Latest papers in fluid mechanics
Anomalous transport dependence on Péclet number, porous medium heterogeneity, and a temporally varying velocity field
Author(s): Alon Nissan and Brian Berkowitz
We investigate the effects of the Péclet number (Pe) on transport of an inert chemical tracer in heterogeneous porous media. We simulate fluid flow and transport through two-dimensional pore-scale matrices with varying structural complexity. With increasing Pe, the anomalous nature of the transport ...
[Phys. Rev. E 99, 033108] Published Thu Mar 07, 2019
Author(s): M.-W. Ge, Xiang I. A. Yang, and Ivan Marusic
A study on the scaling implications of the attached eddy hypothesis and the large deviation theory on the velocity probability distribution function (PDF) concludes that, when scaled properly, the remote tails of the streamwise and spanwise velocity PDF collapse for flows in the logarithmic layer.
[Phys. Rev. Fluids 4, 034101] Published Thu Mar 07, 2019
Author(s): Daniel P. Brzozowski, Bojan Vukasinovic, and Ari Glezer
Static and transient responses of an airfoil to bi-directional flow control actuation at the trailing-edge are investigated in wind tunnel experiments. Flow field measurements elucidate control of aerodynamic loads through regulation of trapped vorticity concentrations upstream of the trailing edge.
[Phys. Rev. Fluids 4, 034601] Published Thu Mar 07, 2019
Flow force measurements and the wake transition in purely inline vortex-induced vibration of a circular cylinder
Author(s): Tyler D. Gurian, Todd Currier, and Yahya Modarres-Sadeghi
We find a novel shedding mode (Alternating-Symmetric) in the vortex-induced vibration response of a cylinder free to oscillate in the inline direction. In this mode, two vortices of opposite sign are shed simultaneously from two sides of the oscillating cylinder, but their sizes alternate per cycle.
[Phys. Rev. Fluids 4, 034701] Published Thu Mar 07, 2019
Flow regimes in a cross-shaped reactor with square cross sections of two inlets and two outlets were investigated at 20 ≤ Re ≤ 500, where Re is the Reynolds number. Visualization images on cross sections were obtained by planar laser induced fluorescence, and several flow regimes were identified. Results show that, with increasing Re, a symmetric segregated flow, a steady engulfment flow, an unsteady engulfment flow, and an unsteady symmetric flow emerge in turns. First, the symmetric segregated flow is formed at Re < 48. At 48 ≤ Re < 300, the flow becomes asymmetric and a spiral vortex is formed in the center of the outlet chamber, which is called steady engulfment flow. At 300 ≤ Re ≤ 400, the unsteady engulfment flow occurs and a periodic oscillation is established. With a further increase in Re, the flow regains symmetry to a large extent and is characterized by axial oscillation of the impingement plane in the outlet chamber. For steady engulfment flow, an interesting three-dimensional vortical structure was observed, which rotates around the center axis of the outlet chamber along both outlet channels. For unsteady engulfment flow, the periodic oscillation is characterized by vortex merging and breakup. The flow mechanisms of both steady and unsteady engulfment flows were discussed.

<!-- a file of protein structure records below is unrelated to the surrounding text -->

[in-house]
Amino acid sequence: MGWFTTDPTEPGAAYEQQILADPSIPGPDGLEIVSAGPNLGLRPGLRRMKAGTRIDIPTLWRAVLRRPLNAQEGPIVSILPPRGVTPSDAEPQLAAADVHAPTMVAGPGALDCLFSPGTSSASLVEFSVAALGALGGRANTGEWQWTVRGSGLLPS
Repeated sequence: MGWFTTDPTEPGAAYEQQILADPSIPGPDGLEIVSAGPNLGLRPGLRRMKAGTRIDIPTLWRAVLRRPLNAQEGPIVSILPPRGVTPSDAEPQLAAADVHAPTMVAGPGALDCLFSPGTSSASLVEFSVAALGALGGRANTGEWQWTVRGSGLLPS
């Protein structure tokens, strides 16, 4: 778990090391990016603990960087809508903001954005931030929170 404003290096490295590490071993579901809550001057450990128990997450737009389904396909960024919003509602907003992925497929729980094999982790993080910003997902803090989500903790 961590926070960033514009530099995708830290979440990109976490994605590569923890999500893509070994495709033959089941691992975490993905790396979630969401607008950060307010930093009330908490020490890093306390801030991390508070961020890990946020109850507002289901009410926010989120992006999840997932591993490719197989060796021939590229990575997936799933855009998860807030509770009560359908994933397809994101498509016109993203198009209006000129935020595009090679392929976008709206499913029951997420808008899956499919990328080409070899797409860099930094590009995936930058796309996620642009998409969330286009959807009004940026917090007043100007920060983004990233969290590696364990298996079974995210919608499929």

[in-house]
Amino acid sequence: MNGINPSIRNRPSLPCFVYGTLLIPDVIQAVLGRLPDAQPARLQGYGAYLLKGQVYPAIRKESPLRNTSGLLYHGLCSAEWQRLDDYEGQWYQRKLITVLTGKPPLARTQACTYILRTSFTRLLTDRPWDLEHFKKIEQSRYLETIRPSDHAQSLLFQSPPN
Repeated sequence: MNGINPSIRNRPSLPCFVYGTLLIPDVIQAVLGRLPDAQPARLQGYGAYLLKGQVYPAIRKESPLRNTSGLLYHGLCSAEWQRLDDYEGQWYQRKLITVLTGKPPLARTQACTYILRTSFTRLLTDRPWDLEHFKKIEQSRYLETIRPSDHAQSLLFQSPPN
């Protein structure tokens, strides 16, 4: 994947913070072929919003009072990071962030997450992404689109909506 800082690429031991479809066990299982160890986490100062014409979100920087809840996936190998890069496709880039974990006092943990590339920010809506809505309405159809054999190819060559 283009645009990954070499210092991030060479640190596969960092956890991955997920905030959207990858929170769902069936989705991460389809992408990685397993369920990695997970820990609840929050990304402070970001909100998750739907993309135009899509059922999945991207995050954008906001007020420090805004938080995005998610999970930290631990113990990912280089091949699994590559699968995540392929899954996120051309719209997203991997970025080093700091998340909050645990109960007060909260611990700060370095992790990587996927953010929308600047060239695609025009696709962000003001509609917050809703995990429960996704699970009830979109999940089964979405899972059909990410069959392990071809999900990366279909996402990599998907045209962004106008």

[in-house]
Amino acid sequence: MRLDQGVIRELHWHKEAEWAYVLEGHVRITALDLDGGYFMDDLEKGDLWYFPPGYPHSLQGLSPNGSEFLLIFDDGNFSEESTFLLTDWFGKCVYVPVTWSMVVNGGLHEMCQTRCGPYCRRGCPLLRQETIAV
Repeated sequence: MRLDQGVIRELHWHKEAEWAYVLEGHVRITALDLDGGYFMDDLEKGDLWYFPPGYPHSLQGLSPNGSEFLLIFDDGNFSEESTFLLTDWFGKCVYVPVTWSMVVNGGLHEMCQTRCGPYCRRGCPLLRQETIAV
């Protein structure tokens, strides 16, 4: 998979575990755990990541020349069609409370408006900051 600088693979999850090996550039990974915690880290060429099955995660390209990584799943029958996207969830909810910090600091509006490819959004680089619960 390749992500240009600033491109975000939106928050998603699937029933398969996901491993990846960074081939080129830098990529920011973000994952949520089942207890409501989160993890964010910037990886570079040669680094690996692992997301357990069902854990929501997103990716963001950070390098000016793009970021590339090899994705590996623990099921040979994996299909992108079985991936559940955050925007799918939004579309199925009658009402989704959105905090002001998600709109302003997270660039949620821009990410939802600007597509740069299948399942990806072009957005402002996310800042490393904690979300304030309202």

Vortices are a ubiquitous feature in complex flows and turbulence, but their dynamics are challenging to study due to their typically transient nature. Here, we perform a detailed study of the vortex dynamics and interactions associated with a symmetry-breaking flow instability at a 4-way intersection. By precisely controlling the flow rate (hence the Reynolds number, Re) of the flow about a critical value, we are able to induce the merging of two co-rotating vortices into a single structure and similarly to induce a single vortex to split into two. Using quantitative flow velocimetry, both processes are recorded with high spatial and temporal resolution. We find that both the merging and the splitting of vortices are exponential processes, with a rate that depends on the imposed Re. The vortex dynamics in our system are intimately connected with the symmetry-breaking transition and are affected by the degree of vortex confinement, which we control by varying the aspect ratio (α) of the flow geometry. We show how the confinement affects the fundamental nature of the flow transition, which varies from super through subcritical as α is increased. Our results are of direct relevance to understanding and predicting flow transitions and vortex dynamics in flow intersections, particularly in confined environments such as in microfluidic (lab-on-a-chip) devices and in the circulatory system, and may be relevant to the prediction of vortex interactions in general.